Wybron’s Nexera – CMY Mixing Spot and Wash Fixtures

Have you seen or used any of Wybron’s NexeraLX luminaires?  Nexeras have dichroic CMY mixing, are DMX addressable, and come in spot and wash configurations.  Nexera is convection cooled, and can be fitted with a ceramic gas discharge metal halide lamp, mechanical dimmer, and ballast for install situations.


Aaron at Wybron sent me a press release for Houston’s Lakewood Church; they’re using 48 Nexeras:


There are churches, there are megachurches, and then there are megachurches.

Houston’s Lakewood, the country’s largest church and the home of Joel Osteen, falls firmly in the latter category. With a weekly attendance of approximately 43,000 people, they make their home in the former Compaq Center, previously home to the Houston Rockets. And the job of lighting services in the 16,000-plus-seat arena, many of which have to perform the double duty of being recorded for broadcast and providing an intimate experience for worshipers? That falls to Chuck Pryor and his team.

“My production background is mainly in audio,” Pryor says, “So my team has a lot of fun making all the standard lighting/audio jokes to keep things light and fun. I was actually hired in audio but was invited to manage the Lighting Department when Tom Stanziano, the previous Lighting Director, left. Tom was the one who originally specified theses fixtures to accomplish the goals, and he obviously made a great call. I still split my time between lighting and audio, so having Josh Beard and Ryan Johanningmeier here to do all of the maintenance and programming makes it all come together pretty nicely. These guys are both really talented and we are fortunate to have them.”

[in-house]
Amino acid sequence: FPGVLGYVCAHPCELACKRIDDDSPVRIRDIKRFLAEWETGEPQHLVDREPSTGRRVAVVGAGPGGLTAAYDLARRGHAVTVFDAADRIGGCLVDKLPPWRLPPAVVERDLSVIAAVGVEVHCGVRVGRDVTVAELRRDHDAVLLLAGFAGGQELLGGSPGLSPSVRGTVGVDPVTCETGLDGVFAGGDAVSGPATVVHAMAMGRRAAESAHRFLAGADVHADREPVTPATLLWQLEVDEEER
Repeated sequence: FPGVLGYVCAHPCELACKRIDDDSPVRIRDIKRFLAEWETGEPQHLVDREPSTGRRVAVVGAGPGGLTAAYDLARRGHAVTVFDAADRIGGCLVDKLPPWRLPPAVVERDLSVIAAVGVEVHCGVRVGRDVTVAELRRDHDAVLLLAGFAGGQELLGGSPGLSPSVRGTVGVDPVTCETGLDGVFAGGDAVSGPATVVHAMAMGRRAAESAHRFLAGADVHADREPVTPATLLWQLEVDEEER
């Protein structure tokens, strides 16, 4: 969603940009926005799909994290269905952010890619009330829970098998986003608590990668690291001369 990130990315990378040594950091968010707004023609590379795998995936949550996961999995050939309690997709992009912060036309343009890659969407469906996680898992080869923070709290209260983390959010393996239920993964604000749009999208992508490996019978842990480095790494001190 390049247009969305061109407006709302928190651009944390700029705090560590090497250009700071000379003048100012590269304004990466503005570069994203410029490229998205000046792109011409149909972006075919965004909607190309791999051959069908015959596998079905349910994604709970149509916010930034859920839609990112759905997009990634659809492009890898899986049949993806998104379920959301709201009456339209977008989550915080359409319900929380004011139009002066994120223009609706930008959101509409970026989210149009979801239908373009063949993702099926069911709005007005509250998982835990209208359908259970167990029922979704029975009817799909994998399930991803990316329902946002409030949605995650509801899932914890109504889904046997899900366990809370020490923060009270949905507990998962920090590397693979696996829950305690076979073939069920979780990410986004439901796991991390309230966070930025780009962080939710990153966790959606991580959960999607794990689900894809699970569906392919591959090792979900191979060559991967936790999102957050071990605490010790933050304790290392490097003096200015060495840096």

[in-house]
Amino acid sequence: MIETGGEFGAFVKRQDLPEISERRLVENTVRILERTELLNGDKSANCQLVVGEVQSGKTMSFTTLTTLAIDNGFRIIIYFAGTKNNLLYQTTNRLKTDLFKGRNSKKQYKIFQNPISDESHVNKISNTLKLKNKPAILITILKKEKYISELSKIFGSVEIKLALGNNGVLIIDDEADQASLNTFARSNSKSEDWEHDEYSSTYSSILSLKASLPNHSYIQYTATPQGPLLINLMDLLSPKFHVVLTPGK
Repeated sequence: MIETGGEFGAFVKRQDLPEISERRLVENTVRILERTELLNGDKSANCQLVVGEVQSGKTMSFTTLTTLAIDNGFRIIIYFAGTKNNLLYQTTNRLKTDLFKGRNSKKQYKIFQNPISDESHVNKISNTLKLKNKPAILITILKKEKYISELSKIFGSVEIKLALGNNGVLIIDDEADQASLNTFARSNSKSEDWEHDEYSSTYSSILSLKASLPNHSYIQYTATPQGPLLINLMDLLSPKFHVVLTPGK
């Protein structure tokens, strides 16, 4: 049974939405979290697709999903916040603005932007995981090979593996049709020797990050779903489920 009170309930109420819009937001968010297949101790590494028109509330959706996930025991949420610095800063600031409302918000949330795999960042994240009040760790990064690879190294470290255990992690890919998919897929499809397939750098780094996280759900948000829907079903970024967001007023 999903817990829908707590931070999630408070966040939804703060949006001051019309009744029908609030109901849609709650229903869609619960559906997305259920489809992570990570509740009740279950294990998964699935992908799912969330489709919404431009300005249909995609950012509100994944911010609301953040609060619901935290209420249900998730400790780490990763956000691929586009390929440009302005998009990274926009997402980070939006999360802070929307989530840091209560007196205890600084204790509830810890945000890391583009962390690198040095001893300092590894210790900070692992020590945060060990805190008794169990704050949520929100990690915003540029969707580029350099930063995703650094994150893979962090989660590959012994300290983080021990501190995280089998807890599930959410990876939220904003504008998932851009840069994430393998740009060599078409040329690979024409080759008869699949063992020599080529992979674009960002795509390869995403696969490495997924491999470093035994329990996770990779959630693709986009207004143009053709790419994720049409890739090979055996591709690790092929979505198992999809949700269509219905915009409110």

Juggling sound and lighting in such a large venue certainly poses challenges. For the not-inconsiderable task of lighting the Lakewood stage-a lighting system that uses, all told, over 700 individual fixtures and must light dozens of performers-Pryor relies in part on 48 Wybron Nexeras, a move that Pryor calls a “perfect solution.”

“The Nexeras have one very important role at Lakewood,” Pryor says. “These are used to light the curtain that millions of people see each week on the broadcast. The Lakewood blue curtain that hangs behind the globe is lit exclusively by the Nexera fixtures. We also use eight of these fixtures as band front wash when color is needed.”

The “blue curtain” that Pryor mentions is a sort of visual trademark of Lakewood, a backdrop to the ever-present bronze globe and the activity that takes place on the stage-and which is a recognized symbol of the church to the millions of viewers who tune in to broadcasts of Lakewood’s services.

“The main technical difficulty we had was lighting our curtain evenly and having the ability to color mix smoothly. The fact that the Nexeras can throw 60 feet allows us to do this and light the entire curtain evenly.”

The vibrant color and smooth mixing provided by Nexera’s dichroic glass filters translates to a dynamic and reliable platform for Lakewood’s ultimate raison d’etre: the dissemination of their ministry’s message to the thousands of people in their congregation and the millions who tune into their broadcasts. “Obviously they have to work in harmony to have the most impact, and lighting can really help set the mood in the congregation,” says Pryor.